For the first three years of our travels the Winnebago was our only vehicle. And, excluding a few exceptional cases like Austin and Florence, you don’t find a lot of RV parks within walking distance of the things you’d like to do. That meant packing up our home and moving it every time we needed milk, wanted to take a hike, or found time for a little site seeing.
Or not …
Putting things away and getting the RV ready to drive really doesn’t take long – everything can be ready to roll in about fifteen minutes – it’s more of a mental hurdle. When we corralled a couple of hours of free time, we’d often find ourselves gripped by laziness and opt to stay put rather than do a little exploring with the dogs. It was starting to crimp our style.
(Remember, we’re recovering accountants … there’s always reasoning.)
The reason we initially decided to travel without a toad is that … oh wait, you look confused. We’re having a lovely converstaion about vehicles and suddenly I’ve gone off on a tangent about amphibians. Let me explain. In RV jargon “toad” is short for “towed vehicle,” and right from the beginning we decided we didn’t want one. We chose the Winnebago for it’s maneuverability, which would be bashed to smithereens if we started dragging a car behind us. And, truth be told, I was a little afraid of towing. I’d never done it before, and driving a twenty-four foot long RV seemed like plenty without adding a car onto the back.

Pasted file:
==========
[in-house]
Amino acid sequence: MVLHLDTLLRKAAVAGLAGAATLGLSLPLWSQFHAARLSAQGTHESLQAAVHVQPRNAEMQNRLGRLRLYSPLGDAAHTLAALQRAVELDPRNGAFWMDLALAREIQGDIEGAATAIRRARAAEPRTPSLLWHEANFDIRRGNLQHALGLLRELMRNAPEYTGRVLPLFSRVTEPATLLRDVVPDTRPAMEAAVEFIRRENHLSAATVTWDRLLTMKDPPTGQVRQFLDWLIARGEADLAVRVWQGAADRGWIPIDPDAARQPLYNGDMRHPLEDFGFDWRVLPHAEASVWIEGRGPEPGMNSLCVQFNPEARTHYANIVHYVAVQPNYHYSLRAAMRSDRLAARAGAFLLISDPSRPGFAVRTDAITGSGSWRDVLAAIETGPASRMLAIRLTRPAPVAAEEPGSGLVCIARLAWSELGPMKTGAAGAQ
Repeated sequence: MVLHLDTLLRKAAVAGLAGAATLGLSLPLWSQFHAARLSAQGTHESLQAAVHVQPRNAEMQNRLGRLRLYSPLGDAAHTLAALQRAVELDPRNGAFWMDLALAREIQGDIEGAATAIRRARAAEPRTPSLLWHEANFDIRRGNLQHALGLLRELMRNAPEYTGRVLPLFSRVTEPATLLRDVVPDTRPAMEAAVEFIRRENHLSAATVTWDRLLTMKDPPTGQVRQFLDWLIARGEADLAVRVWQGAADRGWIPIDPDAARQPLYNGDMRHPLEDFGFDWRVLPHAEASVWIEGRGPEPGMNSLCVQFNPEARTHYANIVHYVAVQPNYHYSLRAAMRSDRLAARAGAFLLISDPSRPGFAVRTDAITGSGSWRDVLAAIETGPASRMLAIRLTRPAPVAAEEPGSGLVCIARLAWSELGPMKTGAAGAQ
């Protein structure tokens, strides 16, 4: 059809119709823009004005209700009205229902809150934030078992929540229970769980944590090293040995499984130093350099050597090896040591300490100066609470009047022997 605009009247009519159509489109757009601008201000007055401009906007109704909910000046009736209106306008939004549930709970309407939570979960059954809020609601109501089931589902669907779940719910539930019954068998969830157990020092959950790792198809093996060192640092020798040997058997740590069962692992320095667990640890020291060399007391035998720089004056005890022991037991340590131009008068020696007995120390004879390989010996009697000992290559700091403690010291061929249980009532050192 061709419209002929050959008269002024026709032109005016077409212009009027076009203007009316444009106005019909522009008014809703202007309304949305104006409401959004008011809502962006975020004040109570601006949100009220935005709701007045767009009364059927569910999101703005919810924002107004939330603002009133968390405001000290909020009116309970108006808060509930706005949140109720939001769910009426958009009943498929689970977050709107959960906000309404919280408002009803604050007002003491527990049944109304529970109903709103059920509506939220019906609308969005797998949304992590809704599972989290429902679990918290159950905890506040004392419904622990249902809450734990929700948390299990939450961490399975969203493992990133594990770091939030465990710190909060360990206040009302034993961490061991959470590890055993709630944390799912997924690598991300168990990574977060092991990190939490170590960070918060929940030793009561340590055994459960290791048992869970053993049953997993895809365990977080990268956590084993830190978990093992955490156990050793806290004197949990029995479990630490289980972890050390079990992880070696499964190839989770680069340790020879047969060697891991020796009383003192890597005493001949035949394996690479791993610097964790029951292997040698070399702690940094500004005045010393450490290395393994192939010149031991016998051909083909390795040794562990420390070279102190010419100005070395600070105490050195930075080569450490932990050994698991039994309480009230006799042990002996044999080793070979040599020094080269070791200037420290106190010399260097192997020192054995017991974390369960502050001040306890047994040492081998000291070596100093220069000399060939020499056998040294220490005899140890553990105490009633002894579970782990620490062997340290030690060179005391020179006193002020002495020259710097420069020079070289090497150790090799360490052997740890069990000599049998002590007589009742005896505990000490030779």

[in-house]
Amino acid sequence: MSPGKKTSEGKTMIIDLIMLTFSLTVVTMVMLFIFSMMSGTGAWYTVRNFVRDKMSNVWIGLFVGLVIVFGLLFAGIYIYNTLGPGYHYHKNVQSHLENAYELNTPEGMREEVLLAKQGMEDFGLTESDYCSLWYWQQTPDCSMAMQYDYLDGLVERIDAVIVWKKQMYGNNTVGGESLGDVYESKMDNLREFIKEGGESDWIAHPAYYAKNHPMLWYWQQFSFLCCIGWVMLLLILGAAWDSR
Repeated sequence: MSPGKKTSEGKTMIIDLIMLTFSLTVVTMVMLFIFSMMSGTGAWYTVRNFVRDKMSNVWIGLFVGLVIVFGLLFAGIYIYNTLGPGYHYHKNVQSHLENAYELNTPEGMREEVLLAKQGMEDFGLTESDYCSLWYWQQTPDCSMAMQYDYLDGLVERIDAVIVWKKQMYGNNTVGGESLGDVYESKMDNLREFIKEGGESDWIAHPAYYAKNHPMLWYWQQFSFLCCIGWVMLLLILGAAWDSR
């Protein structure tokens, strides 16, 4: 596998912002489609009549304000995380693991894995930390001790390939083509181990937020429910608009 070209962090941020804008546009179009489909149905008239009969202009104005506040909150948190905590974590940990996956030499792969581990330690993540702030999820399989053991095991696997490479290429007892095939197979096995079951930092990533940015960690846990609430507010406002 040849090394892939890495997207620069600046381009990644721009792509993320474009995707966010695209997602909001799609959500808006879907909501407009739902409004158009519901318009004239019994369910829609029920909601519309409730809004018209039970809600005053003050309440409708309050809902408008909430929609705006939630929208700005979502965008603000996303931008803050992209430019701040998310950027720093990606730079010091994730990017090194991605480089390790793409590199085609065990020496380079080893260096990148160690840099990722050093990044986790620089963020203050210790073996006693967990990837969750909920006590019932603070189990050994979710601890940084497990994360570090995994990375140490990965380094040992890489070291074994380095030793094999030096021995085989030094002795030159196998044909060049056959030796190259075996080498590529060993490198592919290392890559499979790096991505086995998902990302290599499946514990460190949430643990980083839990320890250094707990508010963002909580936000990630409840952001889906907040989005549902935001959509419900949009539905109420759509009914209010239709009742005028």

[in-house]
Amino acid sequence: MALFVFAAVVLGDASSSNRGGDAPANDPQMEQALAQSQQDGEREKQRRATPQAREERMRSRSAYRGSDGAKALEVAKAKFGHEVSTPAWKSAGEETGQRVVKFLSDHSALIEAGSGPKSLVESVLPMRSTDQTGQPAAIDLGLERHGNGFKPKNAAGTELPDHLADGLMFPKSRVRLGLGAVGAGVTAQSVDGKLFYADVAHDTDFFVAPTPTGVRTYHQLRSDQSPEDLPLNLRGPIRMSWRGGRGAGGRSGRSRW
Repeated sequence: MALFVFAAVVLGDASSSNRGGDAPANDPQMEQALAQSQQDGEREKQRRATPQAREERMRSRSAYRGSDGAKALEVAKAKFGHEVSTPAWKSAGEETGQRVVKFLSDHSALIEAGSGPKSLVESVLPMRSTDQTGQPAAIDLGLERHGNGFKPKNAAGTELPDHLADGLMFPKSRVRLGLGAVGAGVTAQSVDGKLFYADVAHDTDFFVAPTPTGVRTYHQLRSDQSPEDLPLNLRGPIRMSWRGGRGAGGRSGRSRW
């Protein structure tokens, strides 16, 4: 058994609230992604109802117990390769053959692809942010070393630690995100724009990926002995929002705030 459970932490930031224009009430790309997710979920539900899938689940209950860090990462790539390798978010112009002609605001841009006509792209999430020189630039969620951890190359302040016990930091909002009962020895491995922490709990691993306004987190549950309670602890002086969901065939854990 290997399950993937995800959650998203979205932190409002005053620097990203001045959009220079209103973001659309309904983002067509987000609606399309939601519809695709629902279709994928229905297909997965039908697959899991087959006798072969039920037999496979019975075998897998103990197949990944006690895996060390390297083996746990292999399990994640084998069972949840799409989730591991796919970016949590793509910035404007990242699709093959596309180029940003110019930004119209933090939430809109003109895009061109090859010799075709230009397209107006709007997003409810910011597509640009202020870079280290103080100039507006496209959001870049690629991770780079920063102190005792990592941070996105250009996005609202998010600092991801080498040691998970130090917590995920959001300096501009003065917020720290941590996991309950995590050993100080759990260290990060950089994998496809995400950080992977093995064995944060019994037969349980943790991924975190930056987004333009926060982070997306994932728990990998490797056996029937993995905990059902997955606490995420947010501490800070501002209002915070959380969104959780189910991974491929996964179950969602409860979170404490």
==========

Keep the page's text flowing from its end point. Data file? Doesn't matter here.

And, Things Change
(Evidence that we are definitely recovering accountants.)
We rescued the RAV4, which was wrapped in GoPetFriendly.com advertising back when it was our road trip chariot, out of storage in November and took it with us to Austin for the winter. In retrospect, that was our downfall. We got used to being able to load the boys up in the car and take them on short jaunts or day trips. When we left the RAV behind with friends a hit the road for the summer, we realized how much we missed the convenience. So we decided to try towing.
It goes without saying that Buster is thrilled to have his “fort” back, and we’ve discovered that towing isn’t that hard after all. The only unnerving thing is that you CAN’T back up – putting the Winnebago in reverse with the car attached could bend the tow bar and that would cost a pretty penny to fix. So, you have to be very cautious about where you drive into. Getting fuel in a some gas stations can be tricky and finding parking is now a little more of a challenge – even Rod’s parellel parking skills can’t wrangle this combination!
I’m sure at some point we’ll find ourselves between a rock and a hard place and we’ll have to disconnect the car and move the two vehicles separately. But, it’s worth the risk for the additional mobility the car gives us. We’ve already noticed we’re doing a lot more in the places we visit than when we just had the Winnebago … and that’s good for us and good for you, too!
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